China warns of further action after revoking Wall Street Journal journalists' credentials

China's foreign ministry spokesman Geng Shuang did not elaborate on what other measures China might take against the Wall Street Journal. PHOTO: AFP

BEIJING (REUTERS) - China warned on Thursday (Feb 20) that it might take more action against the Wall Street Journal, a day after revoking the press credentials of three of the US newspaper's correspondents over a column that China said was racist.

The warning came after US Secretary of State Mike Pompeo condemned the decision to expel the journalists and defended freedom of speech.

"We reserve the right to take further action," foreign ministry spokesman Geng Shuang told reporters.

China on Wednesday revoked the press credentials of the newspaper's Beijing deputy bureau chief Josh Chin, and reporters Chao Deng and Philip Wen, also based in Beijing, ordering them to leave the country in five days.

The decision came after authorities repeatedly called on the newspaper to apologise and investigate those responsible for the headline of a Feb 3 column that called China the "real sick man of Asia".

Wall Street Journal (WSJ) publisher William Lewis said in a statement that none of the journalists being expelled had any involvement in the column, noting the paper's policy for"complete separation" of news and opinions departments.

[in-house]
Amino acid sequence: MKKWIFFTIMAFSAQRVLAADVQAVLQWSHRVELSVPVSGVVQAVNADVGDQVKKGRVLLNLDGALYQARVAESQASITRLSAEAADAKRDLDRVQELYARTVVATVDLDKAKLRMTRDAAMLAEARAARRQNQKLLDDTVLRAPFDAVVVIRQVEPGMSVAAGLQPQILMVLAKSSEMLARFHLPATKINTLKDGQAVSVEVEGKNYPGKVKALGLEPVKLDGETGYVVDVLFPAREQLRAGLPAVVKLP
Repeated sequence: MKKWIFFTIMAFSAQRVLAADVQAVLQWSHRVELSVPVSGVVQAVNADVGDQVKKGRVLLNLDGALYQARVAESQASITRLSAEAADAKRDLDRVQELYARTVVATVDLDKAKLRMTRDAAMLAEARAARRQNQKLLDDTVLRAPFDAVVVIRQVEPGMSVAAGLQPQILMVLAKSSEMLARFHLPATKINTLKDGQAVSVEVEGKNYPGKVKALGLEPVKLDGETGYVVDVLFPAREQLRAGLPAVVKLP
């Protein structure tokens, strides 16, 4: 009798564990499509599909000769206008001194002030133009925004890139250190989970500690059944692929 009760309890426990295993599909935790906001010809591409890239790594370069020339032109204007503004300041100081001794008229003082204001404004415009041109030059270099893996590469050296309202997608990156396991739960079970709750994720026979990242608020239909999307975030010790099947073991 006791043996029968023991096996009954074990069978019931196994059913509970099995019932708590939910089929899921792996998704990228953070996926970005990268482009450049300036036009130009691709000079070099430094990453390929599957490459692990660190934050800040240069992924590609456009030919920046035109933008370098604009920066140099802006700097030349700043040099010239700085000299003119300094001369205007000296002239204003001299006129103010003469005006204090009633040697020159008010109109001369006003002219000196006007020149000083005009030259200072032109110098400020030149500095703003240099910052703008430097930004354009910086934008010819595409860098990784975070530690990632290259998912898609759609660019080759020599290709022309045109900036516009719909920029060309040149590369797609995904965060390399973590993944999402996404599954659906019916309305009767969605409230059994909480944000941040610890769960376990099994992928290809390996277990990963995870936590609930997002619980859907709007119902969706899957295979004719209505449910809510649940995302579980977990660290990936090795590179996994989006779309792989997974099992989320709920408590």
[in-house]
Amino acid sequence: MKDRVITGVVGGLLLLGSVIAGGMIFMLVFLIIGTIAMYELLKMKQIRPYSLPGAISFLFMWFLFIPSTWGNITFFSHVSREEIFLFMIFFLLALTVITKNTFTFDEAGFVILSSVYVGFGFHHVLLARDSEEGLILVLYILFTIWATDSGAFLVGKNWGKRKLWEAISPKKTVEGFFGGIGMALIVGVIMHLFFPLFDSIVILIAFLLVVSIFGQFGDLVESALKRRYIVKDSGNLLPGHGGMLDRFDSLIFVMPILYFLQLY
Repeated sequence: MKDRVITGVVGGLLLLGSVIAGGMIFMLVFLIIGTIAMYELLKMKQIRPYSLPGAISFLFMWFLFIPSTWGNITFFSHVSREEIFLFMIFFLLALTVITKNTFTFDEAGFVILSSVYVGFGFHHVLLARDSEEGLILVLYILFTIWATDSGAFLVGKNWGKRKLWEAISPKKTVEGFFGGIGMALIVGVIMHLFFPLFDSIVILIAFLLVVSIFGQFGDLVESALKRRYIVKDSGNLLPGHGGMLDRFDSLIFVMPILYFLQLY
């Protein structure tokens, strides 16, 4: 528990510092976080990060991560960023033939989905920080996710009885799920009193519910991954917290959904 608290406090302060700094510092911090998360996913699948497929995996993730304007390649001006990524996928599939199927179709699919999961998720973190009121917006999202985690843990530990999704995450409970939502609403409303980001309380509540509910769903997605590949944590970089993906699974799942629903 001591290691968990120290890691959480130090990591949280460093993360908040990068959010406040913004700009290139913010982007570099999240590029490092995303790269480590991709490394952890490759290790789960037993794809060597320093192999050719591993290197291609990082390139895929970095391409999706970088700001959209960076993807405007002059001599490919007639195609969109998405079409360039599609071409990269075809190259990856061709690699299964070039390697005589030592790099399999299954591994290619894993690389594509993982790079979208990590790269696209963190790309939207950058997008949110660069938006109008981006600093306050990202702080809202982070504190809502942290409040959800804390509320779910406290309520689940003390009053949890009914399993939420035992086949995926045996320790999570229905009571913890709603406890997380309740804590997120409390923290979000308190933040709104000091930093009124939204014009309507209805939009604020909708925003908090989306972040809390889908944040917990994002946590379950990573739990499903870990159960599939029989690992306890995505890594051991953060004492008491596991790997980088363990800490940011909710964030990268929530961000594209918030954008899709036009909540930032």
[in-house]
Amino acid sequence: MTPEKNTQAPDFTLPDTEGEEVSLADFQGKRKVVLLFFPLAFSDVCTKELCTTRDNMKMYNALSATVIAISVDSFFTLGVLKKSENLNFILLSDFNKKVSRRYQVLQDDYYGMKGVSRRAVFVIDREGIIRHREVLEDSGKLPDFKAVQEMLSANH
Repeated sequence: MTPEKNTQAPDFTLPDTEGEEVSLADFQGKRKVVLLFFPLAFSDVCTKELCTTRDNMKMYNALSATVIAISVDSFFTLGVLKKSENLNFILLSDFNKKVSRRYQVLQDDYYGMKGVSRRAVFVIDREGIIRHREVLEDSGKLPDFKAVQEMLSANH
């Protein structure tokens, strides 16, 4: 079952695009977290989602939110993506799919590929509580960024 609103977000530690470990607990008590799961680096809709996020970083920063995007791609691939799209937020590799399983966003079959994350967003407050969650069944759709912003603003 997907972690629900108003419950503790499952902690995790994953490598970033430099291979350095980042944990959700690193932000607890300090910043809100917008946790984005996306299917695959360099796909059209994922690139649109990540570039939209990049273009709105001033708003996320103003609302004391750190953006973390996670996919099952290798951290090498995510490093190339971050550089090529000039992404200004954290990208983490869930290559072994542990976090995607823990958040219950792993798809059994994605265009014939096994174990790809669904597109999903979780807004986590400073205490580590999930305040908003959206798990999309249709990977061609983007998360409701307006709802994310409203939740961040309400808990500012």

But Mr Geng said China was "not interested in the structural divide" at the newspaper.

"There is only one media agency called the WSJ, and it must be responsible for what it has said and done," he said.

Mr Geng did not elaborate on what other measures China might take against the newspaper.

China last year declined to renew credentials of another Wall Street Journal reporter, Chun Han Wong, who co-wrote a report about an Australian investigation into the activities of a cousin of President Xi Jinping as part of a broader criminal investigation.

Mr Pompeo condemned the expulsion of the three.

"Mature, responsible countries understand that a free press reports facts and expresses opinions. The correct response is to present counter arguments, not restrict speech," he said in a statement.

Mr Geng, asked about Mr Pompeo's remarks, said the issue was not about the freedom of speech but about an article that smeared China.

"I want to ask Mr Pompeo this question: If you think the WSJ has the freedom to insult someone, then does the one getting abused have the right to fight back?"

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